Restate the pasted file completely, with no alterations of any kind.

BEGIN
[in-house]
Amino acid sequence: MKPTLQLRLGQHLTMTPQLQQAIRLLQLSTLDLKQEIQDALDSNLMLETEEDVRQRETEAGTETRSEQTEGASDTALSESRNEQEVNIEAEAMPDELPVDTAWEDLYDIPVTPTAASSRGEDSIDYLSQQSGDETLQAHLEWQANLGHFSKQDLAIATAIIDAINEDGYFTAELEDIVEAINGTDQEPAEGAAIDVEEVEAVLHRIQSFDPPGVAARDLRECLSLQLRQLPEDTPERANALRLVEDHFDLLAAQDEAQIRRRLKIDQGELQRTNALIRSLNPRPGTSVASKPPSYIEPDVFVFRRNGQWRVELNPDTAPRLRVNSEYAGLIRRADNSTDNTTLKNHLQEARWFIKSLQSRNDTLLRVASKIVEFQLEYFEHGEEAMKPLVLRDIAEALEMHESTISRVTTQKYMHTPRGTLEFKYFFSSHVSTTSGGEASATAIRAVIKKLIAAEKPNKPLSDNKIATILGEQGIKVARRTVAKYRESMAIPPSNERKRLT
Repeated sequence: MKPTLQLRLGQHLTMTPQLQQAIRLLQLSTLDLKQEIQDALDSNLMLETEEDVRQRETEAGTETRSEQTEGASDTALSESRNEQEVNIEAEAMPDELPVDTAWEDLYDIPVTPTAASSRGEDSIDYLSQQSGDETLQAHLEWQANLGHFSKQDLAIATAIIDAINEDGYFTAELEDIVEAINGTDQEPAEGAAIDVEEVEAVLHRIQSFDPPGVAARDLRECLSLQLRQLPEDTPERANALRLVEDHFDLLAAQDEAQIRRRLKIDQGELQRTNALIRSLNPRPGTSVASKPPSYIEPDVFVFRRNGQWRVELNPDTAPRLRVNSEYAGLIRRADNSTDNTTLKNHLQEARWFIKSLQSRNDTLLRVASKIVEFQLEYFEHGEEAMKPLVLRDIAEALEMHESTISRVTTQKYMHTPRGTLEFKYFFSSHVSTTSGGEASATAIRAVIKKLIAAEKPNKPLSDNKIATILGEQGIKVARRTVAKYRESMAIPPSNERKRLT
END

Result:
[in-house]
Amino acid sequence: MKPTLQLRLGQHLTMTPQLQQAIRLLQLSTLDLKQEIQDALDSNLMLETEEDVRQRETEAGTETRSEQTEGASDTALSESRNEQEVNIEAEAMPDELPVDTAWEDLYDIPVTPTAASSRGEDSIDYLSQQSGDETLQAHLEWQANLGHFSKQDLAIATAIIDAINEDGYFTAELEDIVEAINGTDQEPAEGAAIDVEEVEAVLHRIQSFDPPGVAARDLRECLSLQLRQLPEDTPERANALRLVEDHFDLLAAQDEAQIRRRLKIDQGELQRTNALIRSLNPRPGTSVASKPPSYIEPDVFVFRRNGQWRVELNPDTAPRLRVNSEYAGLIRRADNSTDNTTLKNHLQEARWFIKSLQSRNDTLLRVASKIVEFQLEYFEHGEEAMKPLVLRDIAEALEMHESTISRVTTQKYMHTPRGTLEFKYFFSSHVSTTSGGEASATAIRAVIKKLIAAEKPNKPLSDNKIATILGEQGIKVARRTVAKYRESMAIPPSNERKRLT
Repeated sequence: MKPTLQLRLGQHLTMTPQLQQAIRLLQLSTLDLKQEIQDALDSNLMLETEEDVRQRETEAGTETRSEQTEGASDTALSESRNEQEVNIEAEAMPDELPVDTAWEDLYDIPVTPTAASSRGEDSIDYLSQQSGDETLQAHLEWQANLGHFSKQDLAIATAIIDAINEDGYFTAELEDIVEAINGTDQEPAEGAAIDVEEVEAVLHRIQSFDPPGVAARDLRECLSLQLRQLPEDTPERANALRLVEDHFDLLAAQDEAQIRRRLKIDQGELQRTNALIRSLNPRPGTSVASKPPSYIEPDVFVFRRNGQWRVELNPDTAPRLRVNSEYAGLIRRADNSTDNTTLKNHLQEARWFIKSLQSRNDTLLRVASKIVEFQLEYFEHGEEAMKPLVLRDIAEALEMHESTISRVTTQKYMHTPRGTLEFKYFFSSHVSTTSGGEASATAIRAVIKKLIAAEKPNKPLSDNKIATILGEQGIKVARRTVAKYRESMAIPPSNERKRLT